Market Update: Risk-Off Stocks Back in the Lead

The stock market has advanced steadily through most of February. Many market commentators are calling it a melt-up because average daily price moves have been less than 1%. (In fact, the S&P 500 has not moved more than one percent in daily trading since December 7.) This latest rally, which began on February 9, has taken the S&P up 3.2%.

Despite the slow grind higher, stocks now look overextended, as shown in the relative strength indicator in the chart below, which crossed above the key 70 threshold on February 11. The S&P 500 is also 3.5% above its 50-day moving average and 8.6% above its 200-day moving average. That index has not been this far above the 200-day since right before the August 2014 sell-off.


Of course, the market does not have to sell-off because it is overextended. Last December, the S&P was more than 7% above its 200-day and subsequently traded sideways until late January. Sideways trading allows the market to catch its breath.

Still, there are other factors that suggest that investors should tread carefully. The lower portion of the chart above shows that the S&P MidCap 400 Index and especially the S&P SmallCap 600 Index have underperformed the S&P 500 since mid-December. Weaker performance in smaller capitalization stocks suggests that at least some investors are taking a more cautious approach to the market.

Likewise, the chart below shows that, for the most part, the so-called “risk-off” sectors – consumer staples, health care, telecommunication services and utilities – which mostly underperformed the market since the beginning of the year, have outperformed in recent weeks.

Furthermore, the U.S. Treasury yield curve has shifted down during the month of February, even though market participants have been expecting higher interest rates as a result of the anticipated improvement in economic growth and positive impact on business performance of tax, trade and regulatory reform.

Indeed, there was a 10 basis point decline across most of the yield curve last week, despite recent hawkish comments from Fed Chairman Janet Yellen and the release of FOMC minutes that indicated growing support for a more rapid pace of interest rate normalization. For example, the yield on the 10-year Treasury note declined 11 basis points from 2.42% on Feb. 17 to 2.31% on Feb. 24. and the 5-year yield fell 12 basis points to 1.80%.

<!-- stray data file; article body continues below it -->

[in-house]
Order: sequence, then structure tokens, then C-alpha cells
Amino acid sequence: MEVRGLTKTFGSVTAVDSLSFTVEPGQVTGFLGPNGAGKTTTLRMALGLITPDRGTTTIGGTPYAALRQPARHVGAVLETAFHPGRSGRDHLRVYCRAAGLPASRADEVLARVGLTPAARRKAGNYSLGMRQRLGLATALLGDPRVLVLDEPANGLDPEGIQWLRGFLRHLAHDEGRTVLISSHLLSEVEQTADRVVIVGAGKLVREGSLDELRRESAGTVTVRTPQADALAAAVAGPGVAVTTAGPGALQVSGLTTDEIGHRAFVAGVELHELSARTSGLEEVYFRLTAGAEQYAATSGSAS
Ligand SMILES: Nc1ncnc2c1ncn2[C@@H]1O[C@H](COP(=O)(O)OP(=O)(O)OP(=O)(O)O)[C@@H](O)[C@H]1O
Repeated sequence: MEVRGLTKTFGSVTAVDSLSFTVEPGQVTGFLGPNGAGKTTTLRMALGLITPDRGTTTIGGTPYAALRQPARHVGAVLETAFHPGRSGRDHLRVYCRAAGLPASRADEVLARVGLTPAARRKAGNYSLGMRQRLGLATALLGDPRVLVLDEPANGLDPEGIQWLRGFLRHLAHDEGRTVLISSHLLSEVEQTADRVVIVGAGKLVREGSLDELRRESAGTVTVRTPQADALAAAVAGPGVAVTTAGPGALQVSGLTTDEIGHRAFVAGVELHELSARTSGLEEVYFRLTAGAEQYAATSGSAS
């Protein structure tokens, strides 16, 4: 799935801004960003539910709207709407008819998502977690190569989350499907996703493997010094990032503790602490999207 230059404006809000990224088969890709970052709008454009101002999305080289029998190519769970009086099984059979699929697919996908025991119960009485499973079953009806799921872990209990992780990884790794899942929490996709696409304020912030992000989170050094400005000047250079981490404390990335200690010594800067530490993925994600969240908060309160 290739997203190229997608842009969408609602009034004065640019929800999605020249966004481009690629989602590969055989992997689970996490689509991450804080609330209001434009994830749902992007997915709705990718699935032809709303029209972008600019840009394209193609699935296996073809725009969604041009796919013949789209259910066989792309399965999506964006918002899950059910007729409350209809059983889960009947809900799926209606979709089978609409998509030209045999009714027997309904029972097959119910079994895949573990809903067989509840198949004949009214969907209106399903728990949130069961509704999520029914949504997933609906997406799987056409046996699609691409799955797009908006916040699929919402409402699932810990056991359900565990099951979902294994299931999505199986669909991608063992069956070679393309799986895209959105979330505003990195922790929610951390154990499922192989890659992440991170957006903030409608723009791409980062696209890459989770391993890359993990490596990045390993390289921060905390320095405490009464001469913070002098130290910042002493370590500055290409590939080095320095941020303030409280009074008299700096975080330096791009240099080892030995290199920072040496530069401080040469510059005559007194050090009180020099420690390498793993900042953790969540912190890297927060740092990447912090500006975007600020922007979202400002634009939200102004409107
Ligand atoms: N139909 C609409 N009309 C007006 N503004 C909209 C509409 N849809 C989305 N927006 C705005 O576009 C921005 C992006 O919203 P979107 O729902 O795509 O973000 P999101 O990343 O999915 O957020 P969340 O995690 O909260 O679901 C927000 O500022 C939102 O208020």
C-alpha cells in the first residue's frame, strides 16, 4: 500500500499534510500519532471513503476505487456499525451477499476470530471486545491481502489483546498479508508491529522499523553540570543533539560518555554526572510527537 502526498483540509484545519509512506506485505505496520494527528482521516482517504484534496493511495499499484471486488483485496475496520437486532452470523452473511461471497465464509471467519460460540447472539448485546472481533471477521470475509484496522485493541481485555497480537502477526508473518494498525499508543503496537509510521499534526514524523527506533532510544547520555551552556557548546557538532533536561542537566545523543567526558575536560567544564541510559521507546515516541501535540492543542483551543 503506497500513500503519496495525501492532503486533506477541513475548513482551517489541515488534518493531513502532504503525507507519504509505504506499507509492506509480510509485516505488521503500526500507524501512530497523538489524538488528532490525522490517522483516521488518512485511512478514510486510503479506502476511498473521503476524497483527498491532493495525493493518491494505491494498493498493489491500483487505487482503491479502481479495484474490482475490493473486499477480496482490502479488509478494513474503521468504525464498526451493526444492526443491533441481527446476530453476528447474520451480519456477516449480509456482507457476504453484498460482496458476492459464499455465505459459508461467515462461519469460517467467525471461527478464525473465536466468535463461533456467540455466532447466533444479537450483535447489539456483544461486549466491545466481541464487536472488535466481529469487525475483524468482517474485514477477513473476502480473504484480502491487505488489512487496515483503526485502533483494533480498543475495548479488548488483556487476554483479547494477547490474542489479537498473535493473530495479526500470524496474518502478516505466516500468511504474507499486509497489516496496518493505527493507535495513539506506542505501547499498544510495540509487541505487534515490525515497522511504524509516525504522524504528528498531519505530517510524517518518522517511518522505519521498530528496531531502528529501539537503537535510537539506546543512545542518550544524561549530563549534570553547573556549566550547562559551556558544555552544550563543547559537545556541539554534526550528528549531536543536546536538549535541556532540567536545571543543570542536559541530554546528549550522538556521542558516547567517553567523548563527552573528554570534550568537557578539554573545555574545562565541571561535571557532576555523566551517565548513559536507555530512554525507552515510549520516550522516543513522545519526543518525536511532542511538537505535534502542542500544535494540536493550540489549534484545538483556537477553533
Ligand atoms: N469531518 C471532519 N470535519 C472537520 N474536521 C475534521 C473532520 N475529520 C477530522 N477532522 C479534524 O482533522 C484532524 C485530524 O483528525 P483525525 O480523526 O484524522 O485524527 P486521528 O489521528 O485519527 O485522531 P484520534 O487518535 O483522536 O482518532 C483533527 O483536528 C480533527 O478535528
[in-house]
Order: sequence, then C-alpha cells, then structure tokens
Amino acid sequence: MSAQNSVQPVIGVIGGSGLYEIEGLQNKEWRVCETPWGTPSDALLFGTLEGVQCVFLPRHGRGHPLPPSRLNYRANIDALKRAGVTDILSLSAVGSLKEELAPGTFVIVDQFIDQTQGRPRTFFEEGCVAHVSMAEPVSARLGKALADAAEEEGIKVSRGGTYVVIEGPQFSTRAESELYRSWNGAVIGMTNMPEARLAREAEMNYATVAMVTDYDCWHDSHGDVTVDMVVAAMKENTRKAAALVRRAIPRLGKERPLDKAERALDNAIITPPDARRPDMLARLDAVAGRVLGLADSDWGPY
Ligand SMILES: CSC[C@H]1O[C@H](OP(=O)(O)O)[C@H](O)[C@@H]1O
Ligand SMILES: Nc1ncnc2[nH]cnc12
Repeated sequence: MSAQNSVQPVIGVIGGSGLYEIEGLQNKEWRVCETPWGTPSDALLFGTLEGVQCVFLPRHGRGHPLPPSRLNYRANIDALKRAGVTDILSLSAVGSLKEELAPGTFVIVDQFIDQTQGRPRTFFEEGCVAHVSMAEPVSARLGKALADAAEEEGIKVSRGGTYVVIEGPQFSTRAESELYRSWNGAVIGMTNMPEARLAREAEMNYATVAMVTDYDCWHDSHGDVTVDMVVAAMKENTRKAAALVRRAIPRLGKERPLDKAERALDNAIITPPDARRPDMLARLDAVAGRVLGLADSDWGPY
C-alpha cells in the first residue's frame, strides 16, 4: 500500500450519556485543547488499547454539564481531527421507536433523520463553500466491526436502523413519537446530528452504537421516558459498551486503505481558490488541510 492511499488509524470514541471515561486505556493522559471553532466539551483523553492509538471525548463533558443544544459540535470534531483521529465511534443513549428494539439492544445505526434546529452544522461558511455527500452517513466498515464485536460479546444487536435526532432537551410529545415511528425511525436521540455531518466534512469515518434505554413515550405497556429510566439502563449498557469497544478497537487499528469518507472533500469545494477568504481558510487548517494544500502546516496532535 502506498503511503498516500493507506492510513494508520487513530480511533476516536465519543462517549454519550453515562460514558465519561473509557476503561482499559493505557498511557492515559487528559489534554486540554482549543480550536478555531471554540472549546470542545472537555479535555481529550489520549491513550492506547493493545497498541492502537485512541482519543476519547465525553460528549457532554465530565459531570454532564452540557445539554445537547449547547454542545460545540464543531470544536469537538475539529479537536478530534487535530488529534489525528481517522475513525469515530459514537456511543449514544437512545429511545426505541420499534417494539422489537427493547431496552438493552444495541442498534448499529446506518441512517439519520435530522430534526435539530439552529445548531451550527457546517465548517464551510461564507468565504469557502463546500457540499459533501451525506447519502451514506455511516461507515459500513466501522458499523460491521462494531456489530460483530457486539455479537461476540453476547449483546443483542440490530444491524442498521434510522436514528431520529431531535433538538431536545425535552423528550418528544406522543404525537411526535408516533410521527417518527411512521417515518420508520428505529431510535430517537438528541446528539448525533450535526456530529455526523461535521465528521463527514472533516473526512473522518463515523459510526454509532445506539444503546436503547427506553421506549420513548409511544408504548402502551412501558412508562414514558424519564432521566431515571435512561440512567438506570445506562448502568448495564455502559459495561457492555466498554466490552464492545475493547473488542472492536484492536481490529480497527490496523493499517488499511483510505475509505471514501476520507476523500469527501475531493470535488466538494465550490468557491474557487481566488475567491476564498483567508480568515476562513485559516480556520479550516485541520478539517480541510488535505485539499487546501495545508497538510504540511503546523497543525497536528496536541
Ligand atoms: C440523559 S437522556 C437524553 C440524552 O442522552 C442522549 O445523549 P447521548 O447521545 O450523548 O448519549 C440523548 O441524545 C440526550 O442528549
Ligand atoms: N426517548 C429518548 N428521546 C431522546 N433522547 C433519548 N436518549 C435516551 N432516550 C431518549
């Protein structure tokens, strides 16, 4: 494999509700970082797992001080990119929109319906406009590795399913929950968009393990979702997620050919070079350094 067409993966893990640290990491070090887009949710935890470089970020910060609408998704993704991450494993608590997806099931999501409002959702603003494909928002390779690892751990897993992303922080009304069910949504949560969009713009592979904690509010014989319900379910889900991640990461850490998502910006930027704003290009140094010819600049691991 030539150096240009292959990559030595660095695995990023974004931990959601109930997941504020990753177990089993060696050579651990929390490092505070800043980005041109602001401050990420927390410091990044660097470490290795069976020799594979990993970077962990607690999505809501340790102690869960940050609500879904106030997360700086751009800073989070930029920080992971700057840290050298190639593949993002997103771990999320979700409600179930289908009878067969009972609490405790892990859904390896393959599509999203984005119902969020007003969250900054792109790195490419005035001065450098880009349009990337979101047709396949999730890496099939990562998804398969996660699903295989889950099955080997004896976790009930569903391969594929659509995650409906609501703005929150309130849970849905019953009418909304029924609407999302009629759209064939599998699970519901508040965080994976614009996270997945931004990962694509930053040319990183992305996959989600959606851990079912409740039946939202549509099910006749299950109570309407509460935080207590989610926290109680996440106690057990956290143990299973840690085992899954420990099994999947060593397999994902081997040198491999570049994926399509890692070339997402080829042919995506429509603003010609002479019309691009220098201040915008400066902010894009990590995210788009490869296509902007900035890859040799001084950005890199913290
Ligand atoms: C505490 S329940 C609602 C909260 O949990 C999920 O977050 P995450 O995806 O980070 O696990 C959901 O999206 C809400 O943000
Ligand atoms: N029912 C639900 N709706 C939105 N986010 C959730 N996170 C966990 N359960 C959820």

Some of the market’s changing views may be driven by a sharp drop in the price of natural gas this year. Natural gas prices took off after the election and peaked on December 29 at $3.90 per million BTUs. Since then, however, it has been all downhill. That near-term contract closed Friday at $2.79.  Much of the drop in natural gas prices is due in large part to the return of warmer winter weather.

Natural gas has declined even though the price of oil has remained flat (as shown in gold in the chart below).  The price reversal has hurt the performance of oil & gas stocks so far this year. The S&P 500 energy sector slid 1.3% last week and is now down 5.6% year-to-date.


The S&P 500 Materials sector was roughly flat last week, but there was a divergence in performance within the sector. Chemical stocks, like Dow and DuPont faired relatively well, with gains of 3.7% and 3.0%, respectively. Yet, other materials stocks got hammered. Freeport McMoran fell 11% on the week. U.S. Steel was down 7%. Cliffs Natural Resources was down nearly 7%. Clearly, many of these decliners had risen sharply since the election; so an eventual correction was to be expected.  But together with the decline in Treasury yields and the drop in natural gas prices, a picture may be emerging that suggests concern about the pace of growth of the economy and corporate earnings.

Investors took the market higher again last week, but they did so by buying stocks that are less exposed to the gyrations of the business cycle. Many market watchers have been expecting a pullback and maybe we will get one here; but even if the market does give back some of its recent gains, I believe that such a pullback will most likely prove to be temporary, unless some sort of geopolitical crisis surfaces.

February 26, 2017

Stephen P. Percoco
Lark Research, Inc.
839 Dewitt Street
Linden, New Jersey 07036
(908) 448-2246

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